Molly 4:48

Right? Yeah, as

Matthew Amster-Burton 4:49

I say that you can't use them as like a slice on a on a on a sandwich, but it's not my preference.

Molly 4:56

Okay, well, so hold on. What is Colby cheese,

Matthew Amster-Burton 4:59

okay, so Colby Is jack cheese that's that's has an auto coloring added so it's orange and what's jack cheese of jack cheese is a washed curd cheese so it's it's it's sort of it's like cheddar but made with water instead of whey and it doesn't undergo the chattering process so it's designed to be a very mild creamy hard cheese and Colby is made with the same process but they add some natural coloring

Molly 5:26

does jack tastes a lot different from mozzarella jack tastes

Matthew Amster-Burton 5:30

pretty different from mozzarella like does like supermarket jack tastes a lot different from supermarket mozzarella No I don't think so. But mozzarella is Tang here because it's it's made with

Molly 5:41

whey okay got it interesting I don't think I've ever thought of jack cheese Do you think maybe we could do an episode on

Matthew Amster-Burton 5:48

we should do an episode on jack cheese because I really like jack cheese it's now that I think about it I'm going to talk about like the cheese to non cheese continuum in a minute and I feel like jack is kind of like on one end of the cheese to non cheese continuum but maybe not all the way on the cheese side

Molly 6:03

you know i think that I first when I used to work at Whole Foods like 20 years ago selling cheese I think that we carried a product that was like drunken jack or something like that and it was like jack so it was I knew it was a washed rind and it was washed with something that made it like purple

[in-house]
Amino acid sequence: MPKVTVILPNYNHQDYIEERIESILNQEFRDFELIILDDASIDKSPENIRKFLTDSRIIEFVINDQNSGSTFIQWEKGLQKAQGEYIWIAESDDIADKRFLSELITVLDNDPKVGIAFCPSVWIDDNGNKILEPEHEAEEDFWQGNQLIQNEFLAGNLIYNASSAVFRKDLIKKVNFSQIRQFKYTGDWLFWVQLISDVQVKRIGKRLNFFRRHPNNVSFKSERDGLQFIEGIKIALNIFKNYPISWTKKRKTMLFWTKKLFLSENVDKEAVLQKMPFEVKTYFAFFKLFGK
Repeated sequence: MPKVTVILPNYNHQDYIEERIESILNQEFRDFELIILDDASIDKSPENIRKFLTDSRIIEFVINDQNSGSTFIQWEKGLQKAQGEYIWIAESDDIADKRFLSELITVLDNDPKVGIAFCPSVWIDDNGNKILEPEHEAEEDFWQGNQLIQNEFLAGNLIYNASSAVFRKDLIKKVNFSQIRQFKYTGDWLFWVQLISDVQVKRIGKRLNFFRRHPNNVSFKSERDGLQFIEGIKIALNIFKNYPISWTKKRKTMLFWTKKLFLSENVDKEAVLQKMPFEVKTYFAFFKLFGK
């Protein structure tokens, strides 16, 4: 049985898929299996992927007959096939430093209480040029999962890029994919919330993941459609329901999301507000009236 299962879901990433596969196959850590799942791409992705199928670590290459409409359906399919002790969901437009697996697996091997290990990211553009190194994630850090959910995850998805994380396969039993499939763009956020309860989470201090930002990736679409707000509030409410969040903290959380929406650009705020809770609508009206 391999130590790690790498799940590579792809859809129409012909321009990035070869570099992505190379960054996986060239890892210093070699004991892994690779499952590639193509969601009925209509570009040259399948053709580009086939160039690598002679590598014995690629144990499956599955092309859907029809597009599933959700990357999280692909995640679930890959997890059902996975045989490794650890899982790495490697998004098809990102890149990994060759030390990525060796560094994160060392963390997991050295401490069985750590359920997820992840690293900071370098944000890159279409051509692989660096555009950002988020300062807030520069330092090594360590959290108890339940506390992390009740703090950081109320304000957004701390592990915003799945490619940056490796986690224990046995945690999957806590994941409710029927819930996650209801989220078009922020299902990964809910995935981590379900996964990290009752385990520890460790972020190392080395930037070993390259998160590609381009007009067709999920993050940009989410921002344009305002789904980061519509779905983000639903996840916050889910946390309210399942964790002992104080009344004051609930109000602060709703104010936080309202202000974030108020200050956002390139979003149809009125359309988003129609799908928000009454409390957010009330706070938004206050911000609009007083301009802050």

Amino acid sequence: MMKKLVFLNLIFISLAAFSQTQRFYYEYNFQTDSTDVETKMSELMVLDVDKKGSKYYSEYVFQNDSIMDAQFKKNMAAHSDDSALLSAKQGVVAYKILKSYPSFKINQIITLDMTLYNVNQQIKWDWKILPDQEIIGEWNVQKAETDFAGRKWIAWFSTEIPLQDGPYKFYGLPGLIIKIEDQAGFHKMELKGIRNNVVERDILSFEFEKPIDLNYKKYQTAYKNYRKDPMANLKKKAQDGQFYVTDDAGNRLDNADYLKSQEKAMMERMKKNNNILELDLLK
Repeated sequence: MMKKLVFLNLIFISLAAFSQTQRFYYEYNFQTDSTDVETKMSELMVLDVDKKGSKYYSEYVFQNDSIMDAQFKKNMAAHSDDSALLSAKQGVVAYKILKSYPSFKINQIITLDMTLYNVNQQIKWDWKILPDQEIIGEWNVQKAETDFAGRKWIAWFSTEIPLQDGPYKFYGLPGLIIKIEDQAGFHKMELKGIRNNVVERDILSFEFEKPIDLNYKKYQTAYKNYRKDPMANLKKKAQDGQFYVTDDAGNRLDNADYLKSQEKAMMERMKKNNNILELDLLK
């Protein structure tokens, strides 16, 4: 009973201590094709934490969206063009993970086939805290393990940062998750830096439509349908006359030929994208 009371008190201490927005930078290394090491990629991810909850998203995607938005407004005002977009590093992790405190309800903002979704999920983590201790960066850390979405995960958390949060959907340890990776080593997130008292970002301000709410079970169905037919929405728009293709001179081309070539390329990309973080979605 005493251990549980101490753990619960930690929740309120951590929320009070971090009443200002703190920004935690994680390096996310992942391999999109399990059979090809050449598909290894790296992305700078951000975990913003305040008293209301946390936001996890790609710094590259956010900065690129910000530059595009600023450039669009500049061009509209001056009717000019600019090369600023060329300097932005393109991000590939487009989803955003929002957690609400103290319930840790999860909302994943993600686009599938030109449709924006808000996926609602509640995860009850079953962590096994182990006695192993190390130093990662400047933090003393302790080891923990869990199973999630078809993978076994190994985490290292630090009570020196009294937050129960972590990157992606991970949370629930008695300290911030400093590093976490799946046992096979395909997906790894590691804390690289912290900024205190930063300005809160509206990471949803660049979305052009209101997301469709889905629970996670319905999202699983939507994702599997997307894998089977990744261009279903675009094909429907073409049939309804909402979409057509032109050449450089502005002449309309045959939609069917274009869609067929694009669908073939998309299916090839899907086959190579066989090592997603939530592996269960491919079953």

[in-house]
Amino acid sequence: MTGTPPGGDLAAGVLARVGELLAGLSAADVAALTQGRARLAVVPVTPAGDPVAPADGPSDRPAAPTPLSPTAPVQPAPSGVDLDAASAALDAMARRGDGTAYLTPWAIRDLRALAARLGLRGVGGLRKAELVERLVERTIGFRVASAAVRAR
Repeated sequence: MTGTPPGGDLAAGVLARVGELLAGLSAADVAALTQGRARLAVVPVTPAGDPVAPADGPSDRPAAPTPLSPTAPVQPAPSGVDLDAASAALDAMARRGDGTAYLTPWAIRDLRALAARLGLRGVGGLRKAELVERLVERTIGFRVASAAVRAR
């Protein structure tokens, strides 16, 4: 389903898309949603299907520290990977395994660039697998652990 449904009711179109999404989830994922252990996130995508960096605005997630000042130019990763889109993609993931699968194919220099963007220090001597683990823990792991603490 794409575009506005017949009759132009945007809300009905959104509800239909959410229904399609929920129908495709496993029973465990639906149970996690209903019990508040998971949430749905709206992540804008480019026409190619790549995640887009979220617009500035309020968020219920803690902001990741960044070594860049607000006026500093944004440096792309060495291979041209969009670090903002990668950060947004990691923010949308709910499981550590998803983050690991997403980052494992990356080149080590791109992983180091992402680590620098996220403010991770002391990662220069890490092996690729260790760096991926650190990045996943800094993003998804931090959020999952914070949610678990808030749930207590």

Matthew Amster-Burton 6:21

yeah like pour it or something yeah but I never tasted it so there's Bella dry jack which is like a really good she yes we carried that for sure there's Colby jack which is just like like marbled yellow and white jack cheese usually

Molly 6:35

appears as cheese cubes on a platter with like you know crudity. Yeah,

Matthew Amster-Burton 6:42

it's so American cheese cannot legally be called cheese. If you look at the fine print, it's always called selling like pasteurized processed cheese food. But producers hate the term cheese food for obvious reasons because it sounds terrible. And so now they call it all sorts of non regulated things like Kraft singles are called pasteurized prepared cheese product, which is not a regulated term. It's just like something they made up.

Molly 7:06

Hold on. Let's just think about this for a second. Do we think this is actually better than pasteurized processed cheese food? No. Cheese food is pretty weird and process has a really negative connotation to it.

Matthew Amster-Burton 7:19

So yes, I think prepared has a more positive connotation than then process Okay, okay. I don't know about product. Oh,

Molly 7:27

hold on. Am I hearing in both of our pronunciations that there's no EDI at the end of

Matthew Amster-Burton 7:32

FDA calls it this process cheese with not processed cheese? I do not know this drives

Molly 7:39

me nuts. Like when people write on a menu whip cream. Oh, yeah. vegetables. Beef, roast beef is a different thing. roasted beef. What

Matthew Amster-Burton 7:52

about existe? roast? Wait, what do you say roasted beef? roasted beef.

Molly 7:56

What about roasted vegetable? What

Matthew Amster-Burton 7:58

about roast potatoes?

Molly 8:00

So hold on roast beef is like a thing that goes beyond just the preparation of it. It's also like a flavor we think of Yeah, right.

Matthew Amster-Burton 8:12

I guess but but i think but what's going on here? It clearly is that roast already sounds like a past participle. And that's why it's getting used this way.

Molly 8:19

Okay, but what about whip? whip cream?

Matthew Amster-Burton 8:24

I think it's a good question. I think it's just like, like, like consonants getting squished together. Yeah,

Molly 8:30

cuz it's hard to say whipped cream. Whipped cream.

Matthew Amster-Burton 8:32

It's It's hard. It's one of the hardest things in a typical day. It is. Yeah. All right. So I also learned that the FDA calls cheeses like Parmesan Reggiano and grana padano granular cheese. Yummy.

Isn't that great?

Molly 8:45


Matthew Amster-Burton 8:46

Do you like to put a little granular cheese on your past? I

Molly 8:48


Matthew Amster-Burton 8:51